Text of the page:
• D. Connectivity
  • [0089]
    In general terms, database connectivity refers to the protocol, or set of rules, between a physical database, such as a database platform, and a database application, such as a program. Often, the connectivity is defined by a user, manufacturer, or other body to standardize the communication. Graphical user interface (GUI) tools such as Integrated Development Environment (IDE) tool, C++ Builder, Open DataBase Connectivity (ODBC), Active database object (ADO), or Borland Database Engine (BDE) can be used for the database connectivity, for example, between the different modules of FIG. 9. For web-based applications, Java programming language can be used with Java DataBase Connectivity (JDBC) protocol as a database connectivity protocol between, for example, a database engine and a java or a java-related program such as JavaBeans or Java Servlets. Apart from Java, other languages can also be used such as JavaScript and VB Script. For windows-based applications, ODBC is often used. Perl programming language can be used to realize Common Gateway Interface (CGI). When using Perl, a Perl module of DBI/DBD with ODBC libraries from specific database vendors can be used. With regard to database scripts, there may be no connectivity protocol as these scripts are often run directly on the database platform.
  • [0000]
    V. Memory
  • [0090]
    Memory, for example a database engine, can be a commercially available database product, such as Oracle Corporation's Oracle, IBM Corporation's DB2 and Informix, Microsoft Corporation's SQL Server and Access, and Sybase Inc.'s Sybase. In one embodiment, the computer system of the present invention includes an SQLServer database.
  • [0000]
    VI. Data Output
  • [0091]
    A centralized database or memory can be useful for many data output purposes. For example, a database can support research activities such as (1) automatic reporting; (2) on-demand correlation; and (3) data pulling for research. These activities can be performed at a variety of levels. For example, querying may be performed on a per patient basis, with regard to questionnaires, data on binocular performance, quality of life, and the like. Querying may also be performed on a per eye basis, with regard to high order aberrations (HOA), healing, and the like. Similarly, querying may be performed on a per study basis. Database contents can be reconstructed on demand using Zernike, Fourier, or other methods for comparison purposes and statistical analysis.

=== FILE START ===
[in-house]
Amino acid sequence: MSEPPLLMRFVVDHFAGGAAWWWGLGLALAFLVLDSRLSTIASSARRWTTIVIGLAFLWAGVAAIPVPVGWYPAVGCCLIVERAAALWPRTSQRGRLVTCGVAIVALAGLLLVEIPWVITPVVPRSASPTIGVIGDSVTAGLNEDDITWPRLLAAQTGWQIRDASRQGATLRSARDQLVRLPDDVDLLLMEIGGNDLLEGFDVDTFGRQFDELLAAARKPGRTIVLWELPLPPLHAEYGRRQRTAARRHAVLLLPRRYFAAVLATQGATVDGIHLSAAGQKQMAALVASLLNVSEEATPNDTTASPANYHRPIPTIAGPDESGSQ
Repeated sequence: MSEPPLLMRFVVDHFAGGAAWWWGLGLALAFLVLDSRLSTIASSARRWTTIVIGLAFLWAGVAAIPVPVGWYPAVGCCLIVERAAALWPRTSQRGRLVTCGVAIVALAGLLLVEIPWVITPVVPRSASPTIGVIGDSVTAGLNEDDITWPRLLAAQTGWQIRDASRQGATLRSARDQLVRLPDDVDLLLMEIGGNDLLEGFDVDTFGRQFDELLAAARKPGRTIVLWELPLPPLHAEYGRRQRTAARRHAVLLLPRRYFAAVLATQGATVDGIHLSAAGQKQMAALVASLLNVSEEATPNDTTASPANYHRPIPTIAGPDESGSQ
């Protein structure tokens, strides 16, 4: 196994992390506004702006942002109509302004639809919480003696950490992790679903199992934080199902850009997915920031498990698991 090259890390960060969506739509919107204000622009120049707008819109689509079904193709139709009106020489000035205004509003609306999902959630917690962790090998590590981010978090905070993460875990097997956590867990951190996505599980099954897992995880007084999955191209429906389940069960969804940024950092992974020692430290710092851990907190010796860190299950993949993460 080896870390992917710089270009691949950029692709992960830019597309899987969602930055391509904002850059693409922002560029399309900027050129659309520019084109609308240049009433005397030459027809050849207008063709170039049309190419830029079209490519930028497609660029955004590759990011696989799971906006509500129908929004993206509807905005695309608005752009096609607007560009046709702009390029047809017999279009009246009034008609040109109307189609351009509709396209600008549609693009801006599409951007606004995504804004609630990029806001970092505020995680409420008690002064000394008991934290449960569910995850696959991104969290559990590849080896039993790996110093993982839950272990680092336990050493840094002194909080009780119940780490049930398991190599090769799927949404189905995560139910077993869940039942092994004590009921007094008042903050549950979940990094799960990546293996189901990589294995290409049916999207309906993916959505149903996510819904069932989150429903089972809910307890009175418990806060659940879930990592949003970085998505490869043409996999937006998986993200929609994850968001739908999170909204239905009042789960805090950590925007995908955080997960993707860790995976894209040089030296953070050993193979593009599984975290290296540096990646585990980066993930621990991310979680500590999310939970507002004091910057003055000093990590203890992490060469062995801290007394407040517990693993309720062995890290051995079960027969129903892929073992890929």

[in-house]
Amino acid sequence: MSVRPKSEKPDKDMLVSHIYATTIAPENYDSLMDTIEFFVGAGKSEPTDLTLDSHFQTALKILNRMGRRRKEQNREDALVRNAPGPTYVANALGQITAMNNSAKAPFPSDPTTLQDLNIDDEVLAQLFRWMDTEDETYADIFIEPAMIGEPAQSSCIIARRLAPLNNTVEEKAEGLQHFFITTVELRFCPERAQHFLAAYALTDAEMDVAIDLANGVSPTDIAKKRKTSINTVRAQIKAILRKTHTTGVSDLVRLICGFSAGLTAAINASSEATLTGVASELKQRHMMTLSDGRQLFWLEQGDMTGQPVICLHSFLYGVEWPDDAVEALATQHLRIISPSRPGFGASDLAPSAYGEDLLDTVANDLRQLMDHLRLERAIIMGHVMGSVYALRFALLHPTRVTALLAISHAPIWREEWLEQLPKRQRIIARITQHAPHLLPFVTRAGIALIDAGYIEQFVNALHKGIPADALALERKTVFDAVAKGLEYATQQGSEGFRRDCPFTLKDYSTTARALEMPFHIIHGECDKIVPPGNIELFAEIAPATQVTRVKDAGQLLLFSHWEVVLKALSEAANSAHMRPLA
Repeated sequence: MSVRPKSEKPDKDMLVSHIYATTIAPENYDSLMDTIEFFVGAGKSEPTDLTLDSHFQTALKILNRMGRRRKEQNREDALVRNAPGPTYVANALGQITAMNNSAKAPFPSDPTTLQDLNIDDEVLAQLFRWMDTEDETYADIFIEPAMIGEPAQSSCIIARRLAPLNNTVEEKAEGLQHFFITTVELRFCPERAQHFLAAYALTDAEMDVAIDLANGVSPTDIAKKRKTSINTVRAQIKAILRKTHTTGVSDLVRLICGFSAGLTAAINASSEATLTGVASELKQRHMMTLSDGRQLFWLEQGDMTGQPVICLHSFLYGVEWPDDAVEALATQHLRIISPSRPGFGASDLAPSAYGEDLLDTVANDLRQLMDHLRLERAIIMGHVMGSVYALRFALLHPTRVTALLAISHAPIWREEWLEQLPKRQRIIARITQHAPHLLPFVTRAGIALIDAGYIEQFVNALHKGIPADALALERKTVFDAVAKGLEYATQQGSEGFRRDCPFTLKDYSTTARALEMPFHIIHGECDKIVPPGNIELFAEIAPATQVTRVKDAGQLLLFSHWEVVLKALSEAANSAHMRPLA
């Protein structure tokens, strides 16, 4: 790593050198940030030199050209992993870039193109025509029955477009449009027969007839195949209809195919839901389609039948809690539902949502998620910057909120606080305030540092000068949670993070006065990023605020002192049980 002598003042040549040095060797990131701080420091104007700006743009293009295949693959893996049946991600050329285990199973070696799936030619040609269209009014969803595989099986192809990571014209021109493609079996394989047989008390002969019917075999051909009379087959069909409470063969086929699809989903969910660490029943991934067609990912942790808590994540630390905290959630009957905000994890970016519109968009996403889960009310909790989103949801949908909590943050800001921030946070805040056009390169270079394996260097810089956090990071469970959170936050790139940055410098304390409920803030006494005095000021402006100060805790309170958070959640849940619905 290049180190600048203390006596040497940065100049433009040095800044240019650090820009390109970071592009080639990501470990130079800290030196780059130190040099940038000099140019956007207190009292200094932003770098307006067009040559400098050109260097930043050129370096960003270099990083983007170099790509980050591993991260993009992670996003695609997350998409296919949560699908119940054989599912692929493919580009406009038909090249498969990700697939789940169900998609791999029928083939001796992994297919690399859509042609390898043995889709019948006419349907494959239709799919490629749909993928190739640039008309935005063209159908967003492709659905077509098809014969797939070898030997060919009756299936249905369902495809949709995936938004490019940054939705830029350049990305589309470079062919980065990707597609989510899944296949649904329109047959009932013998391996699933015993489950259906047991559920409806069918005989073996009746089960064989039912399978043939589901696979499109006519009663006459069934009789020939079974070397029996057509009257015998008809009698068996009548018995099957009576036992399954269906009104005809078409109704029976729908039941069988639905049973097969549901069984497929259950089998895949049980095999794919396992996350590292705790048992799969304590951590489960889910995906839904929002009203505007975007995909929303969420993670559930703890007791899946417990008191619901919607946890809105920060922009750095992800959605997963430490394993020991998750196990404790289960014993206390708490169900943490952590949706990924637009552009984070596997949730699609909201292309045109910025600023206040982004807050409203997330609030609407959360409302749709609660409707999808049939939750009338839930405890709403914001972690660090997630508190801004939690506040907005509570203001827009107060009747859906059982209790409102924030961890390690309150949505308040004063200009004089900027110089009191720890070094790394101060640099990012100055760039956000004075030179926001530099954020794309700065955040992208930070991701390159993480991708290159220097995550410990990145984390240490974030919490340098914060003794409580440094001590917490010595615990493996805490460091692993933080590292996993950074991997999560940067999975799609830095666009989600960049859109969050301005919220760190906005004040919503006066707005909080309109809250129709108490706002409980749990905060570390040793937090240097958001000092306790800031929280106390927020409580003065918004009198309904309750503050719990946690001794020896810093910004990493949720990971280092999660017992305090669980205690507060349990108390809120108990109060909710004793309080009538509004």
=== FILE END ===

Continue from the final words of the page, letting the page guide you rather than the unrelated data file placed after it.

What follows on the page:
• A. Reporting
  • [0092]
    For database reporting, there are a number of commercially available reporting tools, such as Crystal Report, Brio, and Actuate. Any of a variety of protocols can be used for the connectivity between the database and the reporting tool. For example, in one embodiment of the present invention, ODBC is used as a connectivity protocol. With ODBC, JDBC, or similar protocols, automatic reports can be generated periodically with the use of commercially available reporting tools.
  • [0093]
    Automatic reporting can include statistical reports that include the number of patients, number of eyes, and number of wavefront scans that have been done over a period of time. It can also include some simple calculations such as average high order (HO) root-mean-square (RMS) error over a period of time or for a whole study. Calculation of such items can be implemented by means of database built-in functions or triggers. Database built-in functions can be functionalities that require user interaction. For example, a user can run sqrt(4), and the computer returns a value of 2. Triggers can be user-defined functionalities, and are database action driven. For example, a user can define a trigger to allow a reporting when the database happens to have a −12D patient. When the database contains such a database point, either by database loading or update, the database can generate such a report. Therefore, no other external programming tools may be needed except for the commercially available reporting tool. It is possible to add a feature in the reporting process so that one or more copies of the reports can be sent automatically to one or more recipients via automatic email.